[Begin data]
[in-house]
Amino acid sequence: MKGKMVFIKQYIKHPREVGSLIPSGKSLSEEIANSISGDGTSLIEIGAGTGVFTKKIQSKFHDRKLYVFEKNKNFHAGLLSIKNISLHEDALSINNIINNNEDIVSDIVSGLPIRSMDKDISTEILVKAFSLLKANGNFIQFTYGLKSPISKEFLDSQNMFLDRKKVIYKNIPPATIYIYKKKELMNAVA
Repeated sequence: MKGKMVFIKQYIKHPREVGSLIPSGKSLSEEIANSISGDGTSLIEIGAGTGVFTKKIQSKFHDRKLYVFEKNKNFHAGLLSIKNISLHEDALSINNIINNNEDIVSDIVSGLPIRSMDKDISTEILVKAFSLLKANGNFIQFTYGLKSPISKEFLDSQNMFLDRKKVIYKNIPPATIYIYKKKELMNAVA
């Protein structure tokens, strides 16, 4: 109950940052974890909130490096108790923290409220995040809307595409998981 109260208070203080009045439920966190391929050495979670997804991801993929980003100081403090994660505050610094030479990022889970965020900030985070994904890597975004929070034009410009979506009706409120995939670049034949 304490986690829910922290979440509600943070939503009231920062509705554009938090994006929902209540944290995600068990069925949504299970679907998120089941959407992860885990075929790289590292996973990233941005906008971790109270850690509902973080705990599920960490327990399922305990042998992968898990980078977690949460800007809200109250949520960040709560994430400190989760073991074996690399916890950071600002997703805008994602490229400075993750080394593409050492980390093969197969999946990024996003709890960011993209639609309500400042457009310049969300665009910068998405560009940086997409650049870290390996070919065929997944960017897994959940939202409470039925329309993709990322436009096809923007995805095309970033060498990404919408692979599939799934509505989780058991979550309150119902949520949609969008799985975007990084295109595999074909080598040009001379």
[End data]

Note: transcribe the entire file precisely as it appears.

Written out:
[in-house]
Amino acid sequence: MKGKMVFIKQYIKHPREVGSLIPSGKSLSEEIANSISGDGTSLIEIGAGTGVFTKKIQSKFHDRKLYVFEKNKNFHAGLLSIKNISLHEDALSINNIINNNEDIVSDIVSGLPIRSMDKDISTEILVKAFSLLKANGNFIQFTYGLKSPISKEFLDSQNMFLDRKKVIYKNIPPATIYIYKKKELMNAVA
Repeated sequence: MKGKMVFIKQYIKHPREVGSLIPSGKSLSEEIANSISGDGTSLIEIGAGTGVFTKKIQSKFHDRKLYVFEKNKNFHAGLLSIKNISLHEDALSINNIINNNEDIVSDIVSGLPIRSMDKDISTEILVKAFSLLKANGNFIQFTYGLKSPISKEFLDSQNMFLDRKKVIYKNIPPATIYIYKKKELMNAVA
């Protein structure tokens, strides 16, 4: 109950940052974890909130490096108790923290409220995040809307595409998981 109260208070203080009045439920966190391929050495979670997804991801993929980003100081403090994660505050610094030479990022889970965020900030985070994904890597975004929070034009410009979506009706409120995939670049034949 304490986690829910922290979440509600943070939503009231920062509705554009938090994006929902209540944290995600068990069925949504299970679907998120089941959407992860885990075929790289590292996973990233941005906008971790109270850690509902973080705990599920960490327990399922305990042998992968898990980078977690949460800007809200109250949520960040709560994430400190989760073991074996690399916890950071600002997703805008994602490229400075993750080394593409050492980390093969197969999946990024996003709890960011993209639609309500400042457009310049969300665009910068998405560009940086997409650049870290390996070919065929997944960017897994959940939202409470039925329309993709990322436009096809923007995805095309970033060498990404919408692979599939799934509505989780058991979550309150119902949520949609969008799985975007990084295109595999074909080598040009001379």